President Joe Biden has called on Congress to give regulators more power to claw back salaries and penalize troubled bank executives “whose mismanagement has contributed to the failure of their institutions.”
“No one is above the law – and stronger accountability is an important deterrent to preventing mismanagement in the future,” Biden said in a statement Friday, days after banking regulators Feds stepped in to guarantee deposits at two banks that went bankrupt over the weekend. “When banks fail due to mismanagement and excessive risk taking, it should be easier for regulators to claw back executive pay, impose civil penalties and rebar executives. to work in the banking sector.
Biden noted that his powers to hold leaders accountable were limited by law and called on Congress to intervene.
“Congress must act to impose tougher penalties on senior bank executives whose mismanagement contributed to the failure of their institutions,” Biden said.
The President asks Congress to expand the ability of the Federal Deposit Insurance Corporation to collect compensation, including from the sale of stock, from the executives of failed banks. The White House says the SVB CEO allegedly sold more than $3 million worth of stock just days before the FDIC took him down. Under current Dodd-Frank legislation, the FDIC only has the ability to recover these funds from the nation’s largest financial institutions, not large and medium-sized banks like the ones that went bankrupt over the weekend. end.
Biden also called on Congress to expand the FDIC’s authority to bar executives whose banks are in receivership from working in the banking industry and fine executives of failing banks. The three White House proposals seek to penalize bank executives for the risky behaviors that led to bank failures.
The nation’s top banking regulators announced on Sunday that the FDIC and Federal Reserve would fully cover deposits, including those above the $250,000 limit covered by traditional FDIC insurance, at the two failed banks: Silicon Valley Bank and Signature Bank. The agencies noted that Wall Street and major financial institutions — not taxpayers — had to foot the bill through a special tax imposed on federally insured lenders.
The majority of SVB’s clients were small technology companies, venture capitalists and entrepreneurs who used the bank for day-to-day cash management to run their businesses. These clients had $175 billion on deposit with tens of millions in individual accounts. That left SVB with one of the highest shares of uninsured deposits in the country when it collapsed, with 94% of its deposits exceeding the FDIC’s $250,000 insurance limit, according to S&P Global Market Intelligence Data from 2022.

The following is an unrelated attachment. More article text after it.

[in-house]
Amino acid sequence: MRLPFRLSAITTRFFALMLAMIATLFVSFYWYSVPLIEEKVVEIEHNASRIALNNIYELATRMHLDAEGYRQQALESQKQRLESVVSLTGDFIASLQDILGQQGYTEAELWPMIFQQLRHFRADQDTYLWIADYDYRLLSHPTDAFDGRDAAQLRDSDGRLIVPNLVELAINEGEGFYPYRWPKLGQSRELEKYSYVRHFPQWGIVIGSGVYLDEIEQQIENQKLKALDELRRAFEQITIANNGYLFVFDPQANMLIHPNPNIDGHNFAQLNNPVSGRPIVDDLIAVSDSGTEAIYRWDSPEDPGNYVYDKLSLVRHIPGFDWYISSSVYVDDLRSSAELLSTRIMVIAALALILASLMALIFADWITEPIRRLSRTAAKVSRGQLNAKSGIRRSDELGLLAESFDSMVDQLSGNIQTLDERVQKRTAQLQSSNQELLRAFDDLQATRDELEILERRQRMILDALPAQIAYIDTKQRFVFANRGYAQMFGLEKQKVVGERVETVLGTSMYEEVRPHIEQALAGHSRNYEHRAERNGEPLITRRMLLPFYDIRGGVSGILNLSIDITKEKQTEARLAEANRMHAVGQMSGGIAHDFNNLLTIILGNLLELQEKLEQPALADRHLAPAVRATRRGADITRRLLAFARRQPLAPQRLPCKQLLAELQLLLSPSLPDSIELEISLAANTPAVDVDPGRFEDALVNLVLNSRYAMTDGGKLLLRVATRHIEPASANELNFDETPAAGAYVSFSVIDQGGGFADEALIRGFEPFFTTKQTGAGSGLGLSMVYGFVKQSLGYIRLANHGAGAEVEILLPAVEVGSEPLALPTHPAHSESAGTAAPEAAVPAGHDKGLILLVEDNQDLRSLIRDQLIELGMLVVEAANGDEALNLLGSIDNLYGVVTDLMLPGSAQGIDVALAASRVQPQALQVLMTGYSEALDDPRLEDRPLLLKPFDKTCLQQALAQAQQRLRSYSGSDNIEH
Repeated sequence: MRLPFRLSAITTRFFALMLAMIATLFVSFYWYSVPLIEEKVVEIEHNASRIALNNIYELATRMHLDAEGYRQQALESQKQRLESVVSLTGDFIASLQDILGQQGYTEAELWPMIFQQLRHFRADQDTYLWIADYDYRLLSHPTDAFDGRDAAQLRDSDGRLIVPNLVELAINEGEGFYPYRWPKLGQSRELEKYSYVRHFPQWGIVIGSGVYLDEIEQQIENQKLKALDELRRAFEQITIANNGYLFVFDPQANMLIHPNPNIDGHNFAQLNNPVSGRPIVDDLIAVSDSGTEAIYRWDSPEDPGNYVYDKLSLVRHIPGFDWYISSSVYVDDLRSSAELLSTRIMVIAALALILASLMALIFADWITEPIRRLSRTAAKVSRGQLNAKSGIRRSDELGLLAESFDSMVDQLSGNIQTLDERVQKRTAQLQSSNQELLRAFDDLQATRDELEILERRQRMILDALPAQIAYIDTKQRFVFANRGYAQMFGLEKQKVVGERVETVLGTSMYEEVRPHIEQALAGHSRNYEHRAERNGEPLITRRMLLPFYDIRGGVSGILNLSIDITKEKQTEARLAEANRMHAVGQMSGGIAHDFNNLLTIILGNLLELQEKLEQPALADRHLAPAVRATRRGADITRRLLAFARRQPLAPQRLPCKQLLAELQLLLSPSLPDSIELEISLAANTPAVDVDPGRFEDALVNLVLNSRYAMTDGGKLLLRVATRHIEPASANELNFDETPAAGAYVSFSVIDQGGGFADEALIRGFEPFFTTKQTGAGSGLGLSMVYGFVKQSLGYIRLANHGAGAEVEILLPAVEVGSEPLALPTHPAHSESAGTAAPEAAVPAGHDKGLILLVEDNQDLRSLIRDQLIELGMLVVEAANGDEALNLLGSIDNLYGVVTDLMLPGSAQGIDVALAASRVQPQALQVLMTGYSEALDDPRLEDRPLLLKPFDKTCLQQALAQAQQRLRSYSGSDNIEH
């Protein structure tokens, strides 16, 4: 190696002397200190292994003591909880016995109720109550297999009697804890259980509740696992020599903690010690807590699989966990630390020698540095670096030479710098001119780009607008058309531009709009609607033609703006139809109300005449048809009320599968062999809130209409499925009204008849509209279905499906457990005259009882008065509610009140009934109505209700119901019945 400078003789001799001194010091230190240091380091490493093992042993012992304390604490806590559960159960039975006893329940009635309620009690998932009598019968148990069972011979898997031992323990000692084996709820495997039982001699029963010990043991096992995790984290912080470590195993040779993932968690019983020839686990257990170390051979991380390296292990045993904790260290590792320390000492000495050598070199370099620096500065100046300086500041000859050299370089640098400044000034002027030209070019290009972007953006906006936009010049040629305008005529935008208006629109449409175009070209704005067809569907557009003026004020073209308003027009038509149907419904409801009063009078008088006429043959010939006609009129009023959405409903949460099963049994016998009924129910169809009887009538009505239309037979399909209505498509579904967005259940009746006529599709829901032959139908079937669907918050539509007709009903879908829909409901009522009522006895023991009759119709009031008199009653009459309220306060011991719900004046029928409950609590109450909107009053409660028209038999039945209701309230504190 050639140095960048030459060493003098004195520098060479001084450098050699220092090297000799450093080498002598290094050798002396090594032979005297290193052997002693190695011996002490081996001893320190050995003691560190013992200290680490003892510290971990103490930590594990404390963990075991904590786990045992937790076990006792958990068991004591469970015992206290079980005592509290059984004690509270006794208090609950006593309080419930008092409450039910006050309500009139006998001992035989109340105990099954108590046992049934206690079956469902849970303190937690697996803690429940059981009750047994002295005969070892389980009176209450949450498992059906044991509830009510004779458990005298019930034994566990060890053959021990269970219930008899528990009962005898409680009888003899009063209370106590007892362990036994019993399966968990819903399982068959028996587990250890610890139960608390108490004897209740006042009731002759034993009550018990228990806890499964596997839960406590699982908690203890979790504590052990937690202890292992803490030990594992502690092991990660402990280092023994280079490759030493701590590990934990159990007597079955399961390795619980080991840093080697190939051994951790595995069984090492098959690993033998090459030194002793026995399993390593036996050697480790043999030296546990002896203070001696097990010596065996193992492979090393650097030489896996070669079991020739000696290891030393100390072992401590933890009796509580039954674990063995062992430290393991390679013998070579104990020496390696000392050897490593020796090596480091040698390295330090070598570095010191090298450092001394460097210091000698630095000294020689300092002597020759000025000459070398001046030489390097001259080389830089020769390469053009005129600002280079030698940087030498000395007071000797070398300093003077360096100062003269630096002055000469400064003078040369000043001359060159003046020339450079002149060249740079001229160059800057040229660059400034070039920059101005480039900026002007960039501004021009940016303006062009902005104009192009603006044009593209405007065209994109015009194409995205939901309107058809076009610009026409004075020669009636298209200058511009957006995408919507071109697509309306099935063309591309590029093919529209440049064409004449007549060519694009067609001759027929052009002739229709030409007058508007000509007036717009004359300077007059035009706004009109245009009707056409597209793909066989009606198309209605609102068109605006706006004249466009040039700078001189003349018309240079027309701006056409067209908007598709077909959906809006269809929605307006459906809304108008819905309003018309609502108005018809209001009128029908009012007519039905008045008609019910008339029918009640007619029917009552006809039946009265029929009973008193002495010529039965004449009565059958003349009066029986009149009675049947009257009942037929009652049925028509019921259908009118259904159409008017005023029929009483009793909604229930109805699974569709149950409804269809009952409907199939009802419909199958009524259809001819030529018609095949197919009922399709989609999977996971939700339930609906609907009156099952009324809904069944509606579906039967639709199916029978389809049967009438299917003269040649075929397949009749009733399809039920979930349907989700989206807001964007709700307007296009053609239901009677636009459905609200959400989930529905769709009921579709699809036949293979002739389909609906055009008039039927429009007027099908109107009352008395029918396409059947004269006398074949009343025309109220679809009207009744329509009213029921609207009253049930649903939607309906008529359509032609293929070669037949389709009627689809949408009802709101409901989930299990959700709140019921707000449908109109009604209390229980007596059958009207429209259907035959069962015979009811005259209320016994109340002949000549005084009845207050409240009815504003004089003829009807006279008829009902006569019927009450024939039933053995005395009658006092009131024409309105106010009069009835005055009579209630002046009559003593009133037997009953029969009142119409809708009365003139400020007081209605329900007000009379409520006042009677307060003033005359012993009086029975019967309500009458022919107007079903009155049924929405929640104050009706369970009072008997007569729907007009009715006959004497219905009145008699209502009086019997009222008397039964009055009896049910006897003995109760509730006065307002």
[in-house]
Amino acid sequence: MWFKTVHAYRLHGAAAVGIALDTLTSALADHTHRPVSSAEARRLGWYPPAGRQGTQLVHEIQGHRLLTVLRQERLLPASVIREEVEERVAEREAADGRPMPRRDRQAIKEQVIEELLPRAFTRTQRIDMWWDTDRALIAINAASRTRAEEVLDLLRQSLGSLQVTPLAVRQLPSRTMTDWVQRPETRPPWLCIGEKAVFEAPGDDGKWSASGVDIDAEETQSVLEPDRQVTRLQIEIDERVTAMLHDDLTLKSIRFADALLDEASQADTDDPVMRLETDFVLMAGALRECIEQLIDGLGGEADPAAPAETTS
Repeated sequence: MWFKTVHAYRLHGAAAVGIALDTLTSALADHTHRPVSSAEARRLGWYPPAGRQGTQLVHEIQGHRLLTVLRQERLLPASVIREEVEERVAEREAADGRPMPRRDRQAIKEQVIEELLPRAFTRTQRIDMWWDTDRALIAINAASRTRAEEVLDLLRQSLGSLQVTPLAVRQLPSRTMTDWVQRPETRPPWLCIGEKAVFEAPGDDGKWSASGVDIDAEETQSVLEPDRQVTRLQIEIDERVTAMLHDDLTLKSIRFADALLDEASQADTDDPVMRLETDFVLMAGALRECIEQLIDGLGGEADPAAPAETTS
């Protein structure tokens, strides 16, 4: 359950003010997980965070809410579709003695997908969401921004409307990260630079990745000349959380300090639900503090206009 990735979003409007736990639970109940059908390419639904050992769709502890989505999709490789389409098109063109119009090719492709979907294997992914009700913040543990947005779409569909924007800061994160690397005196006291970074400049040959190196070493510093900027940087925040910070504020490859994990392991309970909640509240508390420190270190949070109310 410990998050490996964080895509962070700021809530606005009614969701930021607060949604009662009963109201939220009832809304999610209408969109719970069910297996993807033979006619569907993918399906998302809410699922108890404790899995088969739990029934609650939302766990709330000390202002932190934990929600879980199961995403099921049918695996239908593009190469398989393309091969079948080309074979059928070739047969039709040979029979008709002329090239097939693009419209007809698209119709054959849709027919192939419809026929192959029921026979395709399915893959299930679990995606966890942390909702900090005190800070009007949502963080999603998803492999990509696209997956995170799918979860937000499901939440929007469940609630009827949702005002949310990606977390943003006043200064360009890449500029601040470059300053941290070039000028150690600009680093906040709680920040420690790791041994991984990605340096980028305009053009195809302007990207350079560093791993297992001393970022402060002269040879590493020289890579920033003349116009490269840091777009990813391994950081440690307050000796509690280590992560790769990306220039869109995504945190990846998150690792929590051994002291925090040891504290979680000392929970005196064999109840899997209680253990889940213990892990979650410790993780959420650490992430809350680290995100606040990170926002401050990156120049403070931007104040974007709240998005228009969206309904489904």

The failure of SVB was the biggest collapse of a financial institution in the country since the bankruptcy of Washington Mutual in 2008. Signature Bank in New York, which was closed on Sunday over fears that its failure could drag other institutions with it, had been a popular source of funding for cryptocurrency businesses.
The Federal Reserve has also relaxed its borrowing guidelines for banks seeking short-term funding through its so-called discount window. It has also set up a separate unlimited facility to offer one-year loans on more flexible terms than usual to support struggling banks in the face of increased cash withdrawals. Both programs are funded by industry royalties, not taxpayers.
The president stressed that the measures taken over the weekend were necessary to avoid further economic fallout, but did not use taxpayers’ money.
“Our banking system is more resilient and stable today because of the actions we’ve taken,” Biden said. “Monday morning, I told the American people and American businesses that they should be sure that their deposits will be there if they need them and when they need them. That continues to be the case.”
Treasury Secretary Janet Yellen responded to questions from members of the Senate Banking Committee on Thursday about steps taken to date to contain the damage. She said not all depositors will be protected beyond the FDIC insurance limits of $250,000 per account as they did for customers of the two failed banks.
Members of Congress are currently weighing a number of legislative proposals intended to prevent the next Silicon Valley Bank-like failure.
One of them is an increase in the FDIC insurance limit of $250,000, which many seniors Democratic lawmakers asked following the collapse of SVB. Following the 2008 financial crisis, Congress raised the FDIC limit from $100,000 to $250,000 and approved a plan under which larger banks contribute more to the insurance fund than smaller lenders.
Like the White House, Congress has limited power in what it can do to punish individual executives of failing banks, because the courts are where the law imposes penalties on those found guilty of wrongdoing.
A bill has already been introduced in the Senate, in response to the collapse of the SVB, which seeks to claw back two forms of compensation for senior executives of failed banks: bonuses and profits from stock sales.
On Tuesday, Sen. Richard Blumenthal, D-Conn. introduced a bill, S. 800, that would change IRS rules to impose a higher tax rate on bonuses and profits from the sale of stock options for executives banks that have been taken over by the FDIC.
By Friday morning, the bill had picked up an influential co-sponsor: Sen. Kyrsten Sinema, I-Ariz. As a swing vote within the Democratic caucus, Sinema’s support is seen as important to getting any bill through the Senate if Republicans oppose it.